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NBN Satellite Plans Questioned

Launceston, TAS, 29 June 2012 – Consumer action group Digital Tasmania today questioned the proposal to build a satellite earth station near Geeveston, 50km south of Hobart. The group believes that the station is not necessary and resources could be better spent connecting more Tasmanian homes and businesses to the NBN’s fibre optic service rather than fixed wireless.

Spokesperson Andrew Connor said “While Digital Tasmania welcomes any technological investment in the state that benefits consumers and creates jobs, the group questions the need and for such a facility in Tasmania.” He continued “It recognises one benefit in that Tasmanian NBN satellite customers can connect back to the two Tasmanian NBN Points of Interconnect (POI) in Launceston and Hobart, but Geeveston is remains an odd choice for this facility.”

Geeveston is very far south in Tasmania, away from the equator (where the satellites sit), from technical services and population centres. A more logical location for an NBN earth station in Tasmania would be nearer Launceston or Hobart where the POI’s have been established.

Even so, the NBN Satellite service which will comprise of two satellites in space could be maintained by just 2 earth stations, one on each side of the country just as current Australian satellites are managed. These sites are usually located where internet traffic enters the country, Perth and Sydney.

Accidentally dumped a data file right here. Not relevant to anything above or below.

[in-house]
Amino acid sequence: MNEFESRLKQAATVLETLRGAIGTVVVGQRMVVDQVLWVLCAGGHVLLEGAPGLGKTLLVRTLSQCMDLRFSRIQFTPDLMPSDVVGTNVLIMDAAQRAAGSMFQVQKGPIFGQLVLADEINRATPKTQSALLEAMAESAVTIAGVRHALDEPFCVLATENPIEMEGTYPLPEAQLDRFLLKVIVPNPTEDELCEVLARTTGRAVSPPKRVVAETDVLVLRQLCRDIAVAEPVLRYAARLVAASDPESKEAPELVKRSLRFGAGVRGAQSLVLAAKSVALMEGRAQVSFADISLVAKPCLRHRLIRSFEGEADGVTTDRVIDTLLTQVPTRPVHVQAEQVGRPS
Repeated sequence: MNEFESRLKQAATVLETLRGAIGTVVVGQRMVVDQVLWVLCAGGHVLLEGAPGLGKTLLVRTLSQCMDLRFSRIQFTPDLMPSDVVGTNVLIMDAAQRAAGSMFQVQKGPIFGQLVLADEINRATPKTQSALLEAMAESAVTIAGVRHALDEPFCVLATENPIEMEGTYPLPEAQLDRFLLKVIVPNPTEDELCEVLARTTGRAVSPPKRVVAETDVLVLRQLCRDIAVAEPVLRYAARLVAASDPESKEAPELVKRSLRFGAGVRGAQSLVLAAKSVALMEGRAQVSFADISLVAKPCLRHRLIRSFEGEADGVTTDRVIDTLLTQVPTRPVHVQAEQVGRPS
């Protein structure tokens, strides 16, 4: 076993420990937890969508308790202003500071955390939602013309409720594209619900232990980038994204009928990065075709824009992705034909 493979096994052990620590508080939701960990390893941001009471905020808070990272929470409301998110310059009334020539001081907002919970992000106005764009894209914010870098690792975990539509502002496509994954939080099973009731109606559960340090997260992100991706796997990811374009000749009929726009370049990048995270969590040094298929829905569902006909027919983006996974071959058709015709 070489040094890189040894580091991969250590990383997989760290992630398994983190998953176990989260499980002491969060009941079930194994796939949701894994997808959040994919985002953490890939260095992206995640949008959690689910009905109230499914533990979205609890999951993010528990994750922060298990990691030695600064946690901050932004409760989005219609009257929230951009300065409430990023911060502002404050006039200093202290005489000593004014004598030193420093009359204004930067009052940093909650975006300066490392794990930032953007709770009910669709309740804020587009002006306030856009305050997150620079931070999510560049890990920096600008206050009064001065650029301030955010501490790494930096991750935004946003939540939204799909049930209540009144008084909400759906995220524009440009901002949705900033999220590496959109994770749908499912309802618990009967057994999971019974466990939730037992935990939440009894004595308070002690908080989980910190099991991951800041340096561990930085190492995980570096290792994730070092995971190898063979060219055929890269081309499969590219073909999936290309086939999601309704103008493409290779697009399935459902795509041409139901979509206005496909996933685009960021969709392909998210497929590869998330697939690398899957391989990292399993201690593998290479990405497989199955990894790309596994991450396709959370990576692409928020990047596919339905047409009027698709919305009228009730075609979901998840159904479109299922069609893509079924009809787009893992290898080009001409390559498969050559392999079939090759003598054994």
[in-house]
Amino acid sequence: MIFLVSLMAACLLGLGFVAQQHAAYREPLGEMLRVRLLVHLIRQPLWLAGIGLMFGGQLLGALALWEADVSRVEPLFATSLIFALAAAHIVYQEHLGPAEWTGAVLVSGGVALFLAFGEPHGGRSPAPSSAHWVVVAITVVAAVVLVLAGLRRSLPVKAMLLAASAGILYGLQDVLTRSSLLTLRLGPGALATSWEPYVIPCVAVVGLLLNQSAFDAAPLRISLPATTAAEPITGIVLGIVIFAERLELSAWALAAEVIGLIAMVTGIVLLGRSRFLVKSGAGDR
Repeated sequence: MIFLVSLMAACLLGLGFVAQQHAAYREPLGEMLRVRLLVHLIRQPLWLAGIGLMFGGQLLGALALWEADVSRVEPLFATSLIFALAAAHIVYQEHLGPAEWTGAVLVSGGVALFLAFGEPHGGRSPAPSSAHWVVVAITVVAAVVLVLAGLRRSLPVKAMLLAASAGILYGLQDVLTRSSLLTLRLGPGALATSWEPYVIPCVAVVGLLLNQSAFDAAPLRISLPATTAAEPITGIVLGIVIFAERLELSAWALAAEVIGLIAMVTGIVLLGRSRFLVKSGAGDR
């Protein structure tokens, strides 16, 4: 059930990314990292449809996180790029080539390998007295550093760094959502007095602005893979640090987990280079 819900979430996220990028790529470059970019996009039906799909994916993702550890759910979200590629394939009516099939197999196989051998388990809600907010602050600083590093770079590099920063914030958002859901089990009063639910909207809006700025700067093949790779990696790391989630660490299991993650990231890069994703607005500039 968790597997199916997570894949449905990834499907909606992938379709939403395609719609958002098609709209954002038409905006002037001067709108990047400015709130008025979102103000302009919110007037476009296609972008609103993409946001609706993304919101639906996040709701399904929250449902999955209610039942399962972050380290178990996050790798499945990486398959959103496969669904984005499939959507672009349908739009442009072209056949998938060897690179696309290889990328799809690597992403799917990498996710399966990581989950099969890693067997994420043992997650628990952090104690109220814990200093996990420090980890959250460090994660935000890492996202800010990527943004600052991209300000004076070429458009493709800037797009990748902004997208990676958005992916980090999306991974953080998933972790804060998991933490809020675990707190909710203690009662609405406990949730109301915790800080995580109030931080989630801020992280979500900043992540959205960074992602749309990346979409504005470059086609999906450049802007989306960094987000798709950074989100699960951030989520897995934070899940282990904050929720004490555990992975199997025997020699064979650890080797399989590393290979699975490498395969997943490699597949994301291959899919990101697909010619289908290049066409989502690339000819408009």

Mr Connor said “Most internet traffic originates on the mainland or overseas, making it travel through space and back to Tasmania needless – it simply introduces more delay, increases the chance of failure and raises costs for providers.”

The money spent on this station including two very large dishes, a building, equipment and personnel would be better spent connecting more premises in Tasmania with the NBN fibre optic service.

Some towns which could benefit from fibre optic NBN connections include Carrick, Oatlands, Fingal, Dover, Ross, Kettering and Stanley but are currently slated to receive a fixed wireless service despite all having fibre optic backhaul links running nearby. Digital Tasmania believes that the NBN rollout in the state will fall far short of reaching its national target of connecting 93% of homes with fibre optic, with fixed wireless taking up the slack.

Digital Tasmania remains supportive of the overall NBN rollout.